Internet X.509 Public Key Infrastructure -- HTTP Transfer for CMP
Author(s): Tomi Kause, Martin Peylo
This document describes how to layer the Certificate Management Protocol over HTTP. It is the 'CMPtrans' document referenced in RFC 4210 and therefore updates the reference given therein....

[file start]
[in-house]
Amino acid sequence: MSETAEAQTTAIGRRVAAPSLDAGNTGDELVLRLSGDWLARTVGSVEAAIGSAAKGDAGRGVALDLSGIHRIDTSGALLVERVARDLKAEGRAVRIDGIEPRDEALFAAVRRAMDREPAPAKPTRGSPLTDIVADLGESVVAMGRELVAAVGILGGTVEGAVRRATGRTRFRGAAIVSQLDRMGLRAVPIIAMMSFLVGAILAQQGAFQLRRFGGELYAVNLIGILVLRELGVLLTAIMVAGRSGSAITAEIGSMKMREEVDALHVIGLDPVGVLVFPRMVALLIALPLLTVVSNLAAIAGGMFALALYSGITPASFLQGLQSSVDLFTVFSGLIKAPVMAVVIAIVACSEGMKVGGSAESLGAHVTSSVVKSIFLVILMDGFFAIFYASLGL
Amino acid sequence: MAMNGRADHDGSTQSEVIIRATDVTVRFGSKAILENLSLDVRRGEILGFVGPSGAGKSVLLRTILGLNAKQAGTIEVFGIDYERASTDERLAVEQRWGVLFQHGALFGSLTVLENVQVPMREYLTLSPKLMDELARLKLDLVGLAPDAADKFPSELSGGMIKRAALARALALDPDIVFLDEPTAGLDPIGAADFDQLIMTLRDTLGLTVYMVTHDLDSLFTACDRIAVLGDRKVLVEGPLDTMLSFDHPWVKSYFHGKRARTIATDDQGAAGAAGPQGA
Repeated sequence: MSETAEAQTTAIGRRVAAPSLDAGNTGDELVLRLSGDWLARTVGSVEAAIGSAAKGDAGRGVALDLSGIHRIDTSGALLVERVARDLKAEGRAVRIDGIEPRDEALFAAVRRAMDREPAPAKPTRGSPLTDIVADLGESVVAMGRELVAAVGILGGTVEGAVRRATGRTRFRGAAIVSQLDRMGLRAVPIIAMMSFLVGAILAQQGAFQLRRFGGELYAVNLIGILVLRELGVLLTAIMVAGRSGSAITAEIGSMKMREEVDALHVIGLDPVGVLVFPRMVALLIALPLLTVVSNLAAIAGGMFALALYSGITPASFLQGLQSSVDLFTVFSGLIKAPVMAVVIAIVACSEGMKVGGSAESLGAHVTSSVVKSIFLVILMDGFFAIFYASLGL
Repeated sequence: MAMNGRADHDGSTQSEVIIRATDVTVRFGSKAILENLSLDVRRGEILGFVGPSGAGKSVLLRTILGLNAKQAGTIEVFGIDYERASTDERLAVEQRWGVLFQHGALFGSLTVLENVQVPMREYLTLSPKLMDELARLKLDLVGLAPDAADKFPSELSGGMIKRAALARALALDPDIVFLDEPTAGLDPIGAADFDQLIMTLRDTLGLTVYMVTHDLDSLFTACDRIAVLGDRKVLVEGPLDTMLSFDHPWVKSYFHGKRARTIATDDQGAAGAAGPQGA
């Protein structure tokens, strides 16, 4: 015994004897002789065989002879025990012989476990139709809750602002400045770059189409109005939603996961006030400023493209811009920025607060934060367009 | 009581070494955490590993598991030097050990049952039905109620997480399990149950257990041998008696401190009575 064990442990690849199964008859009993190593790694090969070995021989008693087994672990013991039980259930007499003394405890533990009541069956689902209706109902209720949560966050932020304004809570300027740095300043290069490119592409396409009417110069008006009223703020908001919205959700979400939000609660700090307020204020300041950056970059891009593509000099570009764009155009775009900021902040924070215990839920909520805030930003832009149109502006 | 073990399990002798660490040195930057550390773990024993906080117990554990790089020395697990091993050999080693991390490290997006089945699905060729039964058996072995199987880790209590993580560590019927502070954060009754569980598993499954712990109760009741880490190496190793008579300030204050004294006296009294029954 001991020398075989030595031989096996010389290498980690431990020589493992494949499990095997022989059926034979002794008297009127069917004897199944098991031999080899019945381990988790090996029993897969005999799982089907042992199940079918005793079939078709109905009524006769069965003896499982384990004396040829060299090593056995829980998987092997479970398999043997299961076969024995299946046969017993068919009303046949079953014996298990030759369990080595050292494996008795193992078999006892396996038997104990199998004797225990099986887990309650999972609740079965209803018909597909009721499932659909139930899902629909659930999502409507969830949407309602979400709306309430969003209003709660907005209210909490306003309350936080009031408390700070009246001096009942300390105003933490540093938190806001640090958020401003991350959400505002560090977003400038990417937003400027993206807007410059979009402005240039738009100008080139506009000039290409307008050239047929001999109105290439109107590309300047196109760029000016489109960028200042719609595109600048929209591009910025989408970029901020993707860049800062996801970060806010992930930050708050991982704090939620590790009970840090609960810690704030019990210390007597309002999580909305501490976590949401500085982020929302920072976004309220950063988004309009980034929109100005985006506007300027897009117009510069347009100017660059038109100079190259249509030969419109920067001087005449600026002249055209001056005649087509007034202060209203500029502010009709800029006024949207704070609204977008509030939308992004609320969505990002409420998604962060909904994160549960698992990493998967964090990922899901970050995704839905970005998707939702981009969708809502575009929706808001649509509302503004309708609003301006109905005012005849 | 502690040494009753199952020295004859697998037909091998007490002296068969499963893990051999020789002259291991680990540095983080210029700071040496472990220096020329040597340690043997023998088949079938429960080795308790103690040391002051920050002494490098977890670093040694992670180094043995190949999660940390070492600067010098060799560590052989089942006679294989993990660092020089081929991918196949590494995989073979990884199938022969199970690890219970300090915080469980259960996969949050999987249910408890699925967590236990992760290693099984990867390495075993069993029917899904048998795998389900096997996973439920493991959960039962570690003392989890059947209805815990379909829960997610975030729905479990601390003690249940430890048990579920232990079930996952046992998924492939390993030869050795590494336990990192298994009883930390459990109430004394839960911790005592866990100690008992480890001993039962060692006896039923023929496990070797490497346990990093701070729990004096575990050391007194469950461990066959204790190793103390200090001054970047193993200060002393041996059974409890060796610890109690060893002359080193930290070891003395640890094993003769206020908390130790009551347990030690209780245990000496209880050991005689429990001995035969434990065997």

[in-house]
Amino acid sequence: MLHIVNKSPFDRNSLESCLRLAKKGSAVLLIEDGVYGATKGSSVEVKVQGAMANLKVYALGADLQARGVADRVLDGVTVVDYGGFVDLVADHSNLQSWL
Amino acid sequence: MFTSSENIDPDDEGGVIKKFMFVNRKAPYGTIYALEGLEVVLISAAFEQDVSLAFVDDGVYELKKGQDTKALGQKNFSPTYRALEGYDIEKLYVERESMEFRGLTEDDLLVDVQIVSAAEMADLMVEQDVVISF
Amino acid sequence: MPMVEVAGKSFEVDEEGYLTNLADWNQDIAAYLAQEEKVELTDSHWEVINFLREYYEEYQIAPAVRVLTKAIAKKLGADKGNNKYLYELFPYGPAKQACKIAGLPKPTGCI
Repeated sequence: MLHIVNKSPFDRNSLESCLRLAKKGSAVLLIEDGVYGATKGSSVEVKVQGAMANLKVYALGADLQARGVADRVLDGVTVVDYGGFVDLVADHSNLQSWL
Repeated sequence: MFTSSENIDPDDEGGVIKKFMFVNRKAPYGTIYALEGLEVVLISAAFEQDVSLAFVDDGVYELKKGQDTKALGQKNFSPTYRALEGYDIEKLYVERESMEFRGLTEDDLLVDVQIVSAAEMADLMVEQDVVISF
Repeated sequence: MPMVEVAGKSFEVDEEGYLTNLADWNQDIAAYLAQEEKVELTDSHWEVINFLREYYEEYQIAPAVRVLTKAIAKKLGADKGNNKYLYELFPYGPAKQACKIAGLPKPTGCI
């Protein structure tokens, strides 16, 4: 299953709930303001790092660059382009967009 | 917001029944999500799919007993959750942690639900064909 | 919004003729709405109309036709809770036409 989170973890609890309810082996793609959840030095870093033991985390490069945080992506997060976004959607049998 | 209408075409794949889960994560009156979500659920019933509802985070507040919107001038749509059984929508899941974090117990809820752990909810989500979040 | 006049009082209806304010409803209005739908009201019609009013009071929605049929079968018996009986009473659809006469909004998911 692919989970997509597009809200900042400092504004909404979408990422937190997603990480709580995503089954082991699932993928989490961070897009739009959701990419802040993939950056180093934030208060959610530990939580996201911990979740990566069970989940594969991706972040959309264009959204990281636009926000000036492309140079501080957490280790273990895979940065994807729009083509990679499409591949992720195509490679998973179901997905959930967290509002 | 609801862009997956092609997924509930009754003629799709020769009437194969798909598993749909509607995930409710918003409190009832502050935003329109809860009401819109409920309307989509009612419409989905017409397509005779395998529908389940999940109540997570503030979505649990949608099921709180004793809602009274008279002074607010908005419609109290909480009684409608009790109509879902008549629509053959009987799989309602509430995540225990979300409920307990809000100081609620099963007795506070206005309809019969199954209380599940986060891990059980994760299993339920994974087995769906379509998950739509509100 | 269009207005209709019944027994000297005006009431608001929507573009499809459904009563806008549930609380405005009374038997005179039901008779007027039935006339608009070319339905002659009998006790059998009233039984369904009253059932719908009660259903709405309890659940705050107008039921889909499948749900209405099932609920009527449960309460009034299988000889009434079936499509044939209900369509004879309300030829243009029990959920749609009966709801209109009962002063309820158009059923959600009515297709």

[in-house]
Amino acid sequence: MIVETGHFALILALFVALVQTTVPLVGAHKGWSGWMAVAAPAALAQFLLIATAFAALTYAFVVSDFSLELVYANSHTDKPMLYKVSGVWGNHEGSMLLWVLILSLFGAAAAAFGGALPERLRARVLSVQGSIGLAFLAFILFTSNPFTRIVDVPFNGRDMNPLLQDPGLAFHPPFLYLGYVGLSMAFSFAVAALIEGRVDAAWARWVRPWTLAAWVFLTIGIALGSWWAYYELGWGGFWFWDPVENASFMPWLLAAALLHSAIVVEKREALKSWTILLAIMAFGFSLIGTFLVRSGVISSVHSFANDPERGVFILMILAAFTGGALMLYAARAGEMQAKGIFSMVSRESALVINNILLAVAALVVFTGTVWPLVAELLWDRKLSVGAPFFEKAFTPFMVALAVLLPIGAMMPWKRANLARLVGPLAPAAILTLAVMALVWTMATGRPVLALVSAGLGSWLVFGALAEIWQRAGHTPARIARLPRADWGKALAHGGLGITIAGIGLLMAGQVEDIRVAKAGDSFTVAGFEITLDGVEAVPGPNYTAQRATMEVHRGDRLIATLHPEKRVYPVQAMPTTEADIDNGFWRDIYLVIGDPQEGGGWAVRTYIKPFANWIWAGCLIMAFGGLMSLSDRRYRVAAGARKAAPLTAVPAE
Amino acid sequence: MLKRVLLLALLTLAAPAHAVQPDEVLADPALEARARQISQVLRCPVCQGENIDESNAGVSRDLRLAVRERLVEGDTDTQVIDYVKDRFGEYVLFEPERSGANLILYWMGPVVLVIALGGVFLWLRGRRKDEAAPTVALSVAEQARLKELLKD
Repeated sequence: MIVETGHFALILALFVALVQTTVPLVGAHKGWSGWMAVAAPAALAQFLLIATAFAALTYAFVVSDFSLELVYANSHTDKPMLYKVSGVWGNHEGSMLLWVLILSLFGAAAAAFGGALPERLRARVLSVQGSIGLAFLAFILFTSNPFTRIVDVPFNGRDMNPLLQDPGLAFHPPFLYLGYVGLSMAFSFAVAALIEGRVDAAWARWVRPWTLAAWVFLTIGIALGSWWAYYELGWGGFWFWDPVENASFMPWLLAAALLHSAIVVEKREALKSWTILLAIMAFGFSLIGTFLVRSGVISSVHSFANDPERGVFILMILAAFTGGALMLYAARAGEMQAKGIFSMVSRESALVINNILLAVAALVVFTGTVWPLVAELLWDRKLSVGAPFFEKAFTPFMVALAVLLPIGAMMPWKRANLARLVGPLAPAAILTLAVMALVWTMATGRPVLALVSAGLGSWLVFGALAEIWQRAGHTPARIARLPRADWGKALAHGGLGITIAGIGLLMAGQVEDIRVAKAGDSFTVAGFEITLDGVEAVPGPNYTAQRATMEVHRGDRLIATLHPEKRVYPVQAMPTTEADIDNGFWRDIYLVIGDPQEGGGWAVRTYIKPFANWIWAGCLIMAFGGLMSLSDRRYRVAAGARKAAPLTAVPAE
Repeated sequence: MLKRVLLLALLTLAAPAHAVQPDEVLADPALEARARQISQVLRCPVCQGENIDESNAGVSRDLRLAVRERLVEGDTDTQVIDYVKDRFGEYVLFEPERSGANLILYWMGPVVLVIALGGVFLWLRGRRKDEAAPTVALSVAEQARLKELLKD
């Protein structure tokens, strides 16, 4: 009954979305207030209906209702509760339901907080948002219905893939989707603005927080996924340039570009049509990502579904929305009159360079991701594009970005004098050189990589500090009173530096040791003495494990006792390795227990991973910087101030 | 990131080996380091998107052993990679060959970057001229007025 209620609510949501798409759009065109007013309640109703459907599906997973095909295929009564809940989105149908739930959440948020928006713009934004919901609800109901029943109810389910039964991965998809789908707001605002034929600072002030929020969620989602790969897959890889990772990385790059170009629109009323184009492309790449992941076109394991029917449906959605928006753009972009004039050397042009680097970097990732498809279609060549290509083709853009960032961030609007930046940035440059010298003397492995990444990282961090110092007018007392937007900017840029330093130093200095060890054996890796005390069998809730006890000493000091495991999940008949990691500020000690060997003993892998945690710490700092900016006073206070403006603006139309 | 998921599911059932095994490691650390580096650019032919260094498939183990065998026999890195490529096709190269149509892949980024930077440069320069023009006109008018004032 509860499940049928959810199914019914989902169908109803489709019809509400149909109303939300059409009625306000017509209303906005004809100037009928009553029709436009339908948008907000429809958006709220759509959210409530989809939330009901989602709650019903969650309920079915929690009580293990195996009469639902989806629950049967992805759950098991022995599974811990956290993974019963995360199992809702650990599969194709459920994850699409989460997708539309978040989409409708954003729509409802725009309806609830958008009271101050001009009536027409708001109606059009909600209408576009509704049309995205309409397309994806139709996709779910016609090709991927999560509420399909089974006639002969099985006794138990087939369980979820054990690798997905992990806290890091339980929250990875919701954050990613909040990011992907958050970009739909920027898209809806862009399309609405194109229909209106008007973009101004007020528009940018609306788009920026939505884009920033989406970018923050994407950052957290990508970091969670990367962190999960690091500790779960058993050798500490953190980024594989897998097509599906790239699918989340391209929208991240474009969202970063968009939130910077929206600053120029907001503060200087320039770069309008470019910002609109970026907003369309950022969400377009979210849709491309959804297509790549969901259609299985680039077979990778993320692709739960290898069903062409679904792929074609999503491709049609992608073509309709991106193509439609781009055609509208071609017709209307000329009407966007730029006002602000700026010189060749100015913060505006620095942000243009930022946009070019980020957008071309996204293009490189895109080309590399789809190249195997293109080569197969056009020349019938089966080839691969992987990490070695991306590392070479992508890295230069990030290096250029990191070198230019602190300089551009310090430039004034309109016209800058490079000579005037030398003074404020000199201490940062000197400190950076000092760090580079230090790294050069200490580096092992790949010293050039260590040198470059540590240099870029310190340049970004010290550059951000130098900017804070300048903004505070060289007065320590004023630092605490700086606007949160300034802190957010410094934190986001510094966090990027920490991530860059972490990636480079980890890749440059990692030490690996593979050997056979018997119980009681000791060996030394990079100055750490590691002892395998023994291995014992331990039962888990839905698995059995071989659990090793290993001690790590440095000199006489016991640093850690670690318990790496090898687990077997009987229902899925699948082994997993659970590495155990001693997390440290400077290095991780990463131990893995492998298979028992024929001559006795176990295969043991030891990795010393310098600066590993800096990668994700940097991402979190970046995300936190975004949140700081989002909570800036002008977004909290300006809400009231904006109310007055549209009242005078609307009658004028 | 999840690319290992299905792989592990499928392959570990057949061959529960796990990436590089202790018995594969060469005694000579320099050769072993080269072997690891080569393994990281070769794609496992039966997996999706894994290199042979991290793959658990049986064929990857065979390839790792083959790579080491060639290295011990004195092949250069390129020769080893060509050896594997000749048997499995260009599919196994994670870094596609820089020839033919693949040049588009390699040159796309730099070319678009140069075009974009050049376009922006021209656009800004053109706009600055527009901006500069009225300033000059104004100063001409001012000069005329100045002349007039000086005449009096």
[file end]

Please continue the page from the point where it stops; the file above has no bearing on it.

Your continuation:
Network Working Group T. Kause Internet-Draft Tectia Updates: 4210 (if approved) M. Peylo Intended status: Standards Track NSN Expires: January 25, 2013 July 24, 2012 Internet X.509 Public Key Infrastructure -- HTTP Transfer for CMP draft-ietf-pkix-cmp-transport-protocols-20.txt Abstract This document describes how to layer the Certificate Management Protocol over HTTP. It is the "CMPtrans" document referenced in RFC 4210 and therefore updates the reference given therein. Status of this Memo This Internet-Draft is submitted in full conformance with the provisions of BCP 78 and BCP 79. Internet-Drafts are working documents of the Internet Engineering Task Force (IETF). Note that other groups may also distribute working documents as Internet-Drafts. The list of current Internet- Drafts is at http://datatracker.ietf.org/drafts/current/. Internet-Drafts are draft documents valid for a maximum of six months and may be updated, replaced, or obsoleted by other documents at any time. It is inappropriate to use Internet-Drafts as reference material or to cite them other than as "work in progress." This Internet-Draft will expire on January 25, 2013. Copyright Notice Copyright (c) 2012 IETF Trust and the persons identified as the document authors. All rights reserved. This document is subject to BCP 78 and the IETF Trust's Legal Provisions Relating to IETF Documents (http://trustee.ietf.org/license-info) in effect on the date of publication of this document. Please review these documents carefully, as they describe your rights and restrictions with respect to this document. Code Components extracted from this document must include Simplified BSD License text as described in Section 4.e of the Trust Legal Provisions and are provided without warranty as described in the Simplified BSD License. Kause & Peylo Expires January 25, 2013 [Page 1] Internet-Draft CMPtrans July 2012 This document may contain material from IETF Documents or IETF Contributions published or made publicly available before November 10, 2008. The person(s) controlling the copyright in some of this material may not have granted the IETF Trust the right to allow modifications of such material outside the IETF Standards Process. Without obtaining an adequate license from the person(s) controlling the copyright in such materials, this document may not be modified outside the IETF Standards Process, and derivative works of it may not be created outside the IETF Standards Process, except to format it for publication as an RFC or to translate it into languages other than English. Table of Contents 1. Introduction . . . . . . . . . . . . . . . . . . . . . . . . . 3 2. Conventions Used in This Document . . . . . . . . . . . . . . 5 3. HTTP-Based Protocol . . . . . . . . . . . . . . . . . . . . . 6 3.1. HTTP Versions . . . . . . . . . . . . . . . . . . . . . . 6 3.2. Persistent Connections . . . . . . . . . . . . . . . . . . 6 3.3. General Form . . . . . . . . . . . . . . . . . . . . . . . 6 3.4. Media Type . . . . . . . . . . . . . . . . . . . . . . . . 7 3.5. Communication Workflow . . . . . . . . . . . . . . . . . . 7 3.6. HTTP Request-URI . . . . . . . . . . . . . . . . . . . . . 7 3.7. Pushing of Announcements . . . . . . . . . . . . . . . . . 7 3.8. HTTP Considerations . . . . . . . . . . . . . . . . . . . 8 4. Implementation Considerations . . . . . . . . . . . . . . . . 10 5. Security Considerations . . . . . . . . . . . . . . . . . . . 11 6. IANA Considerations . . . . . . . . . . . . . . . . . . . . . 12 7. Acknowledgments . . . . . . . . . . . . . . . . . . . . . . . 13 8. References . . . . . . . . . . . . . . . . . . . . . . . . . . 14 8.1. Normative References . . . . . . . . . . . . . . . . . . . 14 8.2. Informative References . . . . . . . . . . . . . . . . . . 14 Authors' Addresses . . . . . . . . . . . . . . . . . . . . . . . . 15 Kause & Peylo Expires January 25, 2013 [Page 2] Internet-Draft CMPtrans July 2012 1. Introduction The Certificate Management Protocol (CMP) [RFC4210] requires a well defined transfer mechanism to enable End Entities (EEs), Registration Authorities (RAs) and Certification Authorities (CAs) to pass PKIMessage sequences between them. The first version of the CMP specification [RFC2510] included a brief description of a simple transfer protocol layer on top of TCP. Its features was simple transfer level error-handling and a mechanism to poll for outstanding PKI messages. Additionally it was mentioned that PKI messages could also be conveyed using file-, E-mail- and HTTP-based transfer, but those were not specified in detail. The current version of the CMP specification [RFC4210] incorporated its own polling mechanism and thus the need for a transfer protocol providing this functionality vanished. The remaining features CMP requires from its transfer protocols are connection and error handling. Before this document was published as an RFC, the draft version underwent drastic changes during the long-lasting work process. The so-called "Direct TCP-Based Management Protocol" specified in [RFC2510] was enhanced and at some point a version existed where this protocol was again transferred over HTTP. As both approaches proved to be needless and cumbersome, implementers preferred to use plain HTTP transfer following [RFC1945] or [RFC2616]. This document now reflects that by exclusively describing HTTP as transfer protocol for CMP. The usage of HTTP for transferring CMP messages exclusively uses POST method for requests, effectively tunneling CMP over HTTP. While this is generally considered as bad practice and should not be emulated, there are good reasons to do so for transferring CMP. HTTP is used as it is generally easy to implement and able to traverse network borders utilizing ubiquitous proxies. Most importantly, HTTP is already commonly used in existing CMP implementations. Other HTTP request methods such as GET are not used as PKI management operations can only be triggered using CMP's PKI messages which need to be transferred using a POST request. With its status codes HTTP provides needed error reporting capabilities. General problems on the server side as well as those directly caused by the respective request can be reported to the client. As CMP implements a transaction ID, identifying transactions spanning over more than just a single request/response pair, the statelessness Kause & Peylo Expires January 25, 2013 [Page 3] Internet-Draft CMPtrans July 2012 of HTTP is not blocking its usage as transfer protocol for CMP messages. Kause & Peylo Expires January 25, 2013 [Page 4] Internet-Draft CMPtrans July 2012 2. Conventions Used in This Document The key words "MUST", "MUST NOT", "REQUIRED", "SHALL", "SHALL NOT", "SHOULD", "SHOULD NOT", "RECOMMENDED", "MAY", and "OPTIONAL" in this document are to be interpreted as described in [RFC2119]. Kause & Peylo Expires January 25, 2013 [Page 5] Internet-Draft CMPtrans July 2012 3. HTTP-Based Protocol For direct interaction between two entities, where a reliable transport protocol like TCP is available, HTTP SHOULD be utilized for conveying CMP messages. 3.1. HTTP Versions Implementations MUST support HTTP/1.0 [RFC1945], and SHOULD support HTTP/1.1 [RFC2616]. 3.2. Persistent Connections HTTP persistent connections [RFC2616] allow multiple interactions to take place on the same HTTP connection. However, neither HTTP nor the protocol specified in this document are designed to correlate messages on the same connection in any meaningful way; persistent connections are only a performance optimization. In particular, intermediaries can do things like mix connections from different clients into one "upstream" connections, terminate persistent connections and forward requests as non-persistent requests, etc. As such, implementations MUST NOT infer that requests on the same connection come from the same client (e.g., for correlating PKI messages with ongoing transactions); every message is to be evaluated in isolation. 3.3. General Form A DER-encoded [ITU.X690.1994] PKIMessage [RFC4210] is sent as the entity-body of an HTTP POST request. If this HTTP request is successful, the server returns the CMP response in the body of the HTTP response. The HTTP response status code in this case MUST be 200; other "Successful 2xx" codes MUST NOT be used for this purpose. HTTP responses to pushed CMP Announcement messages (i.e., CA Certificate Announcement, Certificate Announcement, Revocation Announcement, and CRL Announcement) utilize the status codes 201 and 202 to identify whether the received information was processed. While "Redirection 3xx" status codes MAY be supported by implementations, clients should only be enabled to automatically follow them after careful consideration of possible security implications. As described in Section 5, "301 Moved Permanently" could be misused for permanent denial of service. All applicable "Client Error 4xx" or "Server Error 5xx" status codes MAY be used to inform the client about errors. Kause & Peylo Expires January 25, 2013 [Page 6] Internet-Draft CMPtrans July 2012 3.4. Media Type The Internet Media Type "application/pkixcmp" MUST be set in the HTTP Content-Type header field when conveying a PKIMessage. 3.5. Communication Workflow In CMP most communication is initiated by the end entities where every CMP request triggers a CMP response message from the CA or RA. The CMP Announcement messages described in Section 3.7 are an exception. Their creation may be triggered by certain events or done on a regular basis by a CA. The recipient of the Announcement only replies with an HTTP status code acknowledging the receipt or indicating an error but not with a CMP response. If the receipt of an HTTP request is not confirmed by receiving an HTTP response, it MUST be assumed that the transferred CMP message was not successfully delivered to its destination. 3.6. HTTP Request-URI The Request-URI is formed as specified in [RFC3986]. A server implementation MUST handle Request-URI paths with or without a trailing slash as identical. An example of a Request-Line and a Host header field in an HTTP/1.1 header, sending a CMP request to a server, located in the "/cmp" path of the host "example.com", would be POST /cmp HTTP/1.1 Host: example.com or in the absoluteURI form POST http://example.com/cmp/ HTTP/1.1 Host: example.com 3.7. Pushing of Announcements A CMP server may create event-triggered announcements or generate them on a regular basis. It MAY utilize HTTP transfer to convey them to a suitable recipient. As no request messages are specified for those announcements they can only be pushed to the recipient. If an EE wants to poll for a potential CA Key Update Announcement or the current CRL, a PKI Information Request using a General Message as Kause & Peylo Expires January 25, 2013 [Page 7] Internet-Draft CMPtrans July 2012 described in E.5 of [RFC4210] can be used. When pushing Announcement messages, PKIMessage structures are sent as the entity-body of an HTTP POST request. Suitable recipients for CMP announcements might e.g. be repositories storing the announced information such as directory services. Those listen for incoming messages, utilizing the same HTTP Request-URI scheme as defined in Section 3.6. The following PKIMessages are announcements that may be pushed by a CA. The prefixed numbers reflect ASN.1 numbering of the respective element.  CA Key Update Announcement  Certificate Announcement  Revocation Announcement  CRL Announcement CMP Announcement messages do not require any CMP response. However, the recipient MUST acknowledge receipt with a HTTP response having an appropriate status code and an empty body. When not receiving such response it MUST be assumed that the delivery was not successful and if applicable the sending side MAY retry sending the Announcement after waiting for an appropriate time span. If the announced issue was successfully stored in a database or was already present, the answer MUST be an HTTP response with a "201 Created" status code and empty message body. In case the announced information was only accepted for further processing, the status code of the returned HTTP response MAY also be "202 Accepted". After an appropriate delay, the sender may then try to send the Announcement again and may repeat this until it receives a confirmation that it had been successfully processed. The appropriate duration of the delay and the option to increase it between consecutive attempts should be carefully considered. A receiver MUST answer with a suitable 4xx or 5xx HTTP error code when a problem occurs. 3.8. HTTP Considerations While all defined features of the HTTP protocol are available to implementations, they SHOULD keep the protocol utilization as simple as possible. E.g. there is no benefit in using chunked Transfer- Encoding as the length of an ASN.1 sequence is know when starting to send it. Kause & Peylo Expires January 25, 2013 [Page 8] Internet-Draft CMPtrans July 2012 There is no need for the clients to send an "Expect" request-header field with the "100-continue" expectation and wait for a "100 Continue" status as described in chapter 8.2.3 of [RFC2616]. The CMP payload sent by a client is relatively small, so having extra messages exchanged is more inefficient as the server will anyway only seldom reject a message without evaluating the body. Kause & Peylo Expires January 25, 2013 [Page 9] Internet-Draft CMPtrans July 2012 4. Implementation Considerations Implementors should be aware that implementations might exist that use a different approach for transferring CMP over HTTP because this document has been under development for more than a decade. Further, implementations based on earlier drafts of this document might use an unregistered "application/pkixcmp-poll" MIME type. Kause & Peylo Expires January 25, 2013 [Page 10] Internet-Draft CMPtrans July 2012 5. Security Considerations The following aspects need to be considered by implementers and users: 1. There is the risk for denial of service attacks through resource consumption by opening many connections to an HTTP server. Therefore idle connections should be terminated after an appropriate timeout, maybe also depending on the available free resources. After sending a CMP Error Message, the server should close the connection even if the CMP transaction is not yet fully completed. 2. Without being encapsulated in effective security protocols such as TLS [RFC5246] there is no integrity protection at the HTTP protocol level. Therefore information from the HTTP protocol should not be used to change state of the transaction. 3. Client users should be aware that storing the target location of a HTTP response with the "301 Moved Permanently" status code could be exploited by a man-in-the-middle attacker to block them permanently from contacting the correct server. 4. If no measures to authenticate and protect the HTTP responses to pushed Announcement messages are in place their information regarding the Announcement's processing state may not be trusted. In that case the overall design of the PKI system must not depend on the Announcements being reliably received and processed by their destination. 5. CMP provides inbuilt integrity protection and authentication. The information communicated unencrypted in CMP messages does not contain sensitive information endangering the security of the PKI when intercepted. However, it might be possible for an eavesdropper to utilize the available information to gather confidential technical or business critical information. Therefore users of the HTTP transfer for CMP might want to consider using HTTP over TLS according to [RFC2818] or virtual private networks created e.g. by utilizing Internet Protocol Security according to [RFC4301]. Compliant implementations MUST support TLS with the option to authenticate both server and client. Kause & Peylo Expires January 25, 2013 [Page 11] Internet-Draft CMPtrans July 2012 6. IANA Considerations The IANA has already registered the MIME media type "application/ pkixcmp" for identifying CMP sequences due to an request made in connection with [RFC2510]. No further action by the IANA is necessary for this document or any anticipated updates. Kause & Peylo Expires January 25, 2013 [Page 12] Internet-Draft CMPtrans July 2012 7. Acknowledgments Amit Kapoor and Ronald Tschlaer were the original authors of this document and their version focused on the so-called "TCP-Based Management Protocol", which has been removed from this document. Their contact data as originally stated by them is as follows: Amit Kapoor Certicom 25801 Industrial Blvd Hayward, CA US Email: email@example.com Ronald Tschalaer Certicom 25801 Industrial Blvd Hayward, CA US Email: firstname.lastname@example.org The authors gratefully acknowledge the contributions of various members of the IETF PKIX Working Group and the ICSA CA-talk mailing list (a list solely devoted to discussing CMP interoperability efforts). By providing ideas, giving hints and doing invaluable review work, the following alphabetically listed individuals have significantly contributed to this document: Tomas Gustavsson, Primekey Peter Gutmann, University of Auckland Wolf-Dietrich Moeller, Nokia Siemens Networks Kause & Peylo Expires January 25, 2013 [Page 13] Internet-Draft CMPtrans July 2012 8. References 8.1. Normative References [ITU.X690.1994] International Telecommunications Union, "Information Technology - ASN.1 encoding rules: Specification of Basic Encoding Rules (BER), Canonical Encoding Rules (CER) and Distinguished Encoding Rules (DER)", ITU-T Recommendation X.690, 1994. [RFC1945] Berners-Lee, T., Fielding, R., and H. Nielsen, "Hypertext Transfer Protocol -- HTTP/1.0", RFC1945, May 1996. [RFC2119] Bradner, S., "Key words for use in RFCs to Indicate Requirement Levels", BCP 14, RFC2119, March 1997. [RFC2510] Adams, C. and S. Farrell, "Internet X.509 Public Key Infrastructure Certificate Management Protocols", RFC2510, March 1999. [RFC2616] Fielding, R., Gettys, J., Mogul, J., Frystyk, H., Masinter, L., Leach, P., and T. Berners-Lee, "Hypertext Transfer Protocol -- HTTP/1.1", RFC2616, June 1999. [RFC3986] Berners-Lee, T., Fielding, R., and L. Masinter, "Uniform Resource Identifier (URI): Generic Syntax", STD 66, RFC3986, January 2005. [RFC4210] Adams, C., Farrell, S., Kause, T., and T. Mononen, "Internet X.509 Public Key Infrastructure Certificate Management Protocol (CMP)", RFC4210, September 2005. 8.2. Informative References [RFC2818] Rescorla, E., "HTTP Over TLS", RFC2818, May 2000. [RFC4301] Kent, S. and K. Seo, "Security Architecture for the Internet Protocol", RFC4301, December 2005. [RFC5246] Dierks, T. and E. Rescorla, "The Transport Layer Security (TLS) Protocol Version 1.2", RFC5246, August 2008. Kause & Peylo Expires January 25, 2013 [Page 14] Internet-Draft CMPtrans July 2012 Authors' Addresses Tomi Kause Tectia Corporation Kumpulantie 3 Helsinki 00520 Finland Email: email@example.com Martin Peylo Nokia Siemens Networks Linnoitustie 6 Espoo 02600 Finland Email: firstname.lastname@example.org Kause & Peylo Expires January 25, 2013 [Page 15]